He came to me quite foot sore after getting trimmed too short, so much of the first few days together was managing his feet so he was comfortable. After getting front shoes and pads put on he now seems 100% comfortable and I’ve been able to get in more rides, and last night jump him for the first time.

Dressage lesson / training ride

The trial has been an interesting experience so far, centered around jiving what I know about him with what I feel about him. Sometimes it feels like he’s speaking German (eh, Swedish?) and I’m speaking English, at other times we get closer to some kind of mutual understanding- Genglish?

Neck straps for life

The next plan for us is to go school cross country. This is something he’s never done before, but will be critical in ascertaining whether or not he wants to be an Event pony. He looks so good in event tack, that I have high hopes!

Adventures in Horse Shopping: The Trial Horse

Exciting news in horse shopping land! Today I go to pick up a local pony, who will come back with me for a week. During that time I’ll be seeing if we click, getting him assessed by jumping, cross country, and dressage professionals to see if he will be a good fit as an event horse.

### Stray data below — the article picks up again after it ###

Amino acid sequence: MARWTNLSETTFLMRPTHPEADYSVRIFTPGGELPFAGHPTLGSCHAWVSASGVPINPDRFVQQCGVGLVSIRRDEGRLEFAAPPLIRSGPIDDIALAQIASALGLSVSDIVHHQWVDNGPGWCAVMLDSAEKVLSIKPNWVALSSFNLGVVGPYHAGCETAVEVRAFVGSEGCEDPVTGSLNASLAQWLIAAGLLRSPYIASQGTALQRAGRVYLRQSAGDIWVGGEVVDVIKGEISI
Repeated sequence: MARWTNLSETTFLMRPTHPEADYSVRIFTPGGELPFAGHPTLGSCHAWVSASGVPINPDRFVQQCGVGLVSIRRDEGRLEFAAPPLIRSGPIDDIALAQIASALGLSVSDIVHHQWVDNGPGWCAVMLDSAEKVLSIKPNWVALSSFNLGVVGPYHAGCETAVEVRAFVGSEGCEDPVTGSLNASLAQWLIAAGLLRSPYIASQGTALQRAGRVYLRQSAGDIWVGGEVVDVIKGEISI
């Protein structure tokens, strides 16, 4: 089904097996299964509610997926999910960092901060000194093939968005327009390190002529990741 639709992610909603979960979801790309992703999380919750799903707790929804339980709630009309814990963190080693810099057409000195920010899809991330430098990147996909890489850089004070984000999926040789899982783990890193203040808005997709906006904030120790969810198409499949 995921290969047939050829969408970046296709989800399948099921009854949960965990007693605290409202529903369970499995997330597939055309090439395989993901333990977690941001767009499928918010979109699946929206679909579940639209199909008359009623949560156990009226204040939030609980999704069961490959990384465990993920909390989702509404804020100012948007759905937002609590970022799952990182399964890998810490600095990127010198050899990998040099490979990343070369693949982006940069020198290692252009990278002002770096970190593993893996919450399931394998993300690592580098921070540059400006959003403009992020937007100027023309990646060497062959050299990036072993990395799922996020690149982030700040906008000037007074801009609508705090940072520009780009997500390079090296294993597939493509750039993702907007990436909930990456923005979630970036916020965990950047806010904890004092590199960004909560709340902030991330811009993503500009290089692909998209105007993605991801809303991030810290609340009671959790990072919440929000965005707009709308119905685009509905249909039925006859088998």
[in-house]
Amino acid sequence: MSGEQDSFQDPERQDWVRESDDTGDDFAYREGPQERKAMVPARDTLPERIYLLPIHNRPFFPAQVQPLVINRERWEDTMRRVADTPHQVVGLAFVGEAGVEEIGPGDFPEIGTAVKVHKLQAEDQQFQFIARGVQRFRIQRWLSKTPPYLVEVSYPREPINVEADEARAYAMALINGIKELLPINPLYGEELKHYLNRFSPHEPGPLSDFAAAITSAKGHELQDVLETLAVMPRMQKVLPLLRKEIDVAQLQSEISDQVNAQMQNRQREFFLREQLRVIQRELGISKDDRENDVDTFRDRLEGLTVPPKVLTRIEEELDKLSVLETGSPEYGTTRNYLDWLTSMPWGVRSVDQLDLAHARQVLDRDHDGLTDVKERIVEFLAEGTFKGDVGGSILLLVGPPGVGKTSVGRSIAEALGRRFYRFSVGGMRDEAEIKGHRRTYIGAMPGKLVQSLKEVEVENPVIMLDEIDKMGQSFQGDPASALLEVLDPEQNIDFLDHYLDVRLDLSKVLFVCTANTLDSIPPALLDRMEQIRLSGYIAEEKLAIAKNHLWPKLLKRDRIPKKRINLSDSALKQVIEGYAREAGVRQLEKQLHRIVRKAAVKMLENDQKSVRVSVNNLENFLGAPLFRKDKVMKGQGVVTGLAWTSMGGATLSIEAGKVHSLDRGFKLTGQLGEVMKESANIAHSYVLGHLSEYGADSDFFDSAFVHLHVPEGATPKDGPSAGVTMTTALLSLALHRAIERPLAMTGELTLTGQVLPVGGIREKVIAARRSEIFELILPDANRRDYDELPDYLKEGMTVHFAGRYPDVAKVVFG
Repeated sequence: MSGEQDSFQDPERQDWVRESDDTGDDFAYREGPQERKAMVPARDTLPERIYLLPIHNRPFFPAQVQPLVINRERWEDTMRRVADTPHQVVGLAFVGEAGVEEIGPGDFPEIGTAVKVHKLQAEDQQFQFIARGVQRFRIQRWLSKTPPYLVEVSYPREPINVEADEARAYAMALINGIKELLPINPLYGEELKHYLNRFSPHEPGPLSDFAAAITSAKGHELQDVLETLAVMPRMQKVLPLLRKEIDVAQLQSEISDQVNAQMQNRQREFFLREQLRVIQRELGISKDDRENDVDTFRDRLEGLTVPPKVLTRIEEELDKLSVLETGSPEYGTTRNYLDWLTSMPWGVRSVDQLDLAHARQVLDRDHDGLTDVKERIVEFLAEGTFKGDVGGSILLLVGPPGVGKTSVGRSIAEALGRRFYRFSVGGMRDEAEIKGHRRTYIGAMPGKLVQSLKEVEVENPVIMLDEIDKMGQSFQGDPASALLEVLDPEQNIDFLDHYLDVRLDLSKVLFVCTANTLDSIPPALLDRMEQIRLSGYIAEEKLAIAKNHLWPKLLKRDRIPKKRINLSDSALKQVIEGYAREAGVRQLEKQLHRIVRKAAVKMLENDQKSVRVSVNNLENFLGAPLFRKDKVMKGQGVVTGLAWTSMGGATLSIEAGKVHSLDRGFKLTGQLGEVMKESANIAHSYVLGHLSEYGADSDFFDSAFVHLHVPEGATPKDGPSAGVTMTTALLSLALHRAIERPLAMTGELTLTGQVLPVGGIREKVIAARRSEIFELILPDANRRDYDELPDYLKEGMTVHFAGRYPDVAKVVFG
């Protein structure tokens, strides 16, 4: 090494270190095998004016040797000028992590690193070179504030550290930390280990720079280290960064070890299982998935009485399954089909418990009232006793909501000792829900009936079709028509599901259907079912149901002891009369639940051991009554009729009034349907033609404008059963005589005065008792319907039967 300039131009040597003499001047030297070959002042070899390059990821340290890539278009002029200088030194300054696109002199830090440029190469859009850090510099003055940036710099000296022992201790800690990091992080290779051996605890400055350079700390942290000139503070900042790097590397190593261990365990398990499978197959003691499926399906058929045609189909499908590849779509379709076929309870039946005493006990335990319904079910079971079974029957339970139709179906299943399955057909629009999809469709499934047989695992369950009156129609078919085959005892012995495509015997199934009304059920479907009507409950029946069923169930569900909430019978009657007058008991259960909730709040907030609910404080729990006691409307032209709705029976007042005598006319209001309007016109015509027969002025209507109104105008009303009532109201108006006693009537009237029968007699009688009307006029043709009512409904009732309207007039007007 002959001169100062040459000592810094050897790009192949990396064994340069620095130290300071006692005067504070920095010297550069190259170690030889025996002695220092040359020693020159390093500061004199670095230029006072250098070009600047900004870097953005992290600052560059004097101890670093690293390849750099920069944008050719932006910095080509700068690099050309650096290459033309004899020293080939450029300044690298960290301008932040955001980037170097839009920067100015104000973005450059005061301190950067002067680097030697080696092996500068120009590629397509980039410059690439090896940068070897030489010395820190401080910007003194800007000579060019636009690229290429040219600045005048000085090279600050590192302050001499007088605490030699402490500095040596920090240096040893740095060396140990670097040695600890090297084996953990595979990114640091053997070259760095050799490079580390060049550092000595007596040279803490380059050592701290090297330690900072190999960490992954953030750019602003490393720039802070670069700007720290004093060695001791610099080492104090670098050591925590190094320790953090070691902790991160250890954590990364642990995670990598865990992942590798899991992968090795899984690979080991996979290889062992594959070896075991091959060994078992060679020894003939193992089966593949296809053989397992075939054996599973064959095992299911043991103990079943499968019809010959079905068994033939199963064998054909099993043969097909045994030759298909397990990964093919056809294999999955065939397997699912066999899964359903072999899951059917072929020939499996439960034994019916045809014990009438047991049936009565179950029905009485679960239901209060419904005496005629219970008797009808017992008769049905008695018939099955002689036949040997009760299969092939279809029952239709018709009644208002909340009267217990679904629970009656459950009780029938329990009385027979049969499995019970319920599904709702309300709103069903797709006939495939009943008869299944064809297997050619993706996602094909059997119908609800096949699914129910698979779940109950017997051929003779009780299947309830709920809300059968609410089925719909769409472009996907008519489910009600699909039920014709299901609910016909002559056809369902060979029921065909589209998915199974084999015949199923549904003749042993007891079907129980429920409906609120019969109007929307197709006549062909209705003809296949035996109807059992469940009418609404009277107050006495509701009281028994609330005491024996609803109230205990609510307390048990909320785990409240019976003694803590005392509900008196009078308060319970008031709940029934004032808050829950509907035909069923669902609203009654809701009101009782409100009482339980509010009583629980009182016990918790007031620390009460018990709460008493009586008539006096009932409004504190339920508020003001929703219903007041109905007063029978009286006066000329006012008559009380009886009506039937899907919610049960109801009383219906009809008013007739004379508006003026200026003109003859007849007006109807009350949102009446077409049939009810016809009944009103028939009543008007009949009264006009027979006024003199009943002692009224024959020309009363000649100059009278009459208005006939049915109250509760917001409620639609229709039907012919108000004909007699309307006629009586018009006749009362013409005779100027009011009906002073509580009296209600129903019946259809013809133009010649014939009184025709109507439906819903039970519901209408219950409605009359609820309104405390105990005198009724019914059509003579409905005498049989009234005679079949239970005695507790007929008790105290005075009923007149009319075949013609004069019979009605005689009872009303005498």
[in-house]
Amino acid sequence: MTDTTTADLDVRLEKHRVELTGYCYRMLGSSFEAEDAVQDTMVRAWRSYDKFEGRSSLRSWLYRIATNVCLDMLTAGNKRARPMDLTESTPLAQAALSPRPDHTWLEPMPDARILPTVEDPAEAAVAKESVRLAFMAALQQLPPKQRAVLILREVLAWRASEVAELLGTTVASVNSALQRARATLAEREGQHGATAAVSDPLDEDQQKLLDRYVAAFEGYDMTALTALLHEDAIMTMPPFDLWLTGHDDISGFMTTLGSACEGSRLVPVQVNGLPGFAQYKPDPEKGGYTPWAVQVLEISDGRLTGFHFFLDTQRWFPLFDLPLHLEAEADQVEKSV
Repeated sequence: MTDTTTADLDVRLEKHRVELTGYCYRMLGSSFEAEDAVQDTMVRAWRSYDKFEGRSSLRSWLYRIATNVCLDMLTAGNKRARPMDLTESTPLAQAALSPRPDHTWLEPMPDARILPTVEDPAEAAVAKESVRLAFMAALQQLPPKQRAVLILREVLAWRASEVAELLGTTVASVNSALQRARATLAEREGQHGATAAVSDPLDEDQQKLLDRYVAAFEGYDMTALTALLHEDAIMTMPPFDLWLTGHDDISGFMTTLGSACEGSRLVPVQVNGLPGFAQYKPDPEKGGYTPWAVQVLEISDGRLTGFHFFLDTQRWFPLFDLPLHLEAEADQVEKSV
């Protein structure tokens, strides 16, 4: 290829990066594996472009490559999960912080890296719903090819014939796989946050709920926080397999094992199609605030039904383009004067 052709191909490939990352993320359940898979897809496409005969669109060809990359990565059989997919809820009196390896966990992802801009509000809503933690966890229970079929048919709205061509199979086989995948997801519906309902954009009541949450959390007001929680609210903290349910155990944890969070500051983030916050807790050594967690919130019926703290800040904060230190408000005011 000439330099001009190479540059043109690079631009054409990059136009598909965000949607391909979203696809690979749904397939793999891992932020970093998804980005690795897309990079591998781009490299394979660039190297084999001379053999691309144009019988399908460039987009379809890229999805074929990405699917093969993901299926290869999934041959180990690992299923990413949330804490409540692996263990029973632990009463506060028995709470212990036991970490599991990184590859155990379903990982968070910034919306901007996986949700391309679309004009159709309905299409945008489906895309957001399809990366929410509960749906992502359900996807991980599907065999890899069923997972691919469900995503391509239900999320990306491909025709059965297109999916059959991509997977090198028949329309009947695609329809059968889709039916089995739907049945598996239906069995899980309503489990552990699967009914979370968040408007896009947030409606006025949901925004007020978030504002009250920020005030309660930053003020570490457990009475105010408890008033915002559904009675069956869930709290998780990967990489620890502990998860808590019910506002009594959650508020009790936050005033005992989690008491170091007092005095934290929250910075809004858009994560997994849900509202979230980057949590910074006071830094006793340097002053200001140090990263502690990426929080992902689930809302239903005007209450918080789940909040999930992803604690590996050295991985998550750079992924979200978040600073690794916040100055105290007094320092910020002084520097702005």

In respect to the seller, I won’t be sharing too many details on the blog, since this is a very generous opportunity that I have been gifted. However, keep an eye on instagram and a certain red pony may make more appearances over the next several days.

Here’s hoping it works out!

In Search Of: A Re-Write

In this latest round of horse shopping, much of my criteria has stayed the same. With some exceptions though, and having learned some lessons the last go-around, here’s what my latest ISO ad would look like….

The Requirements: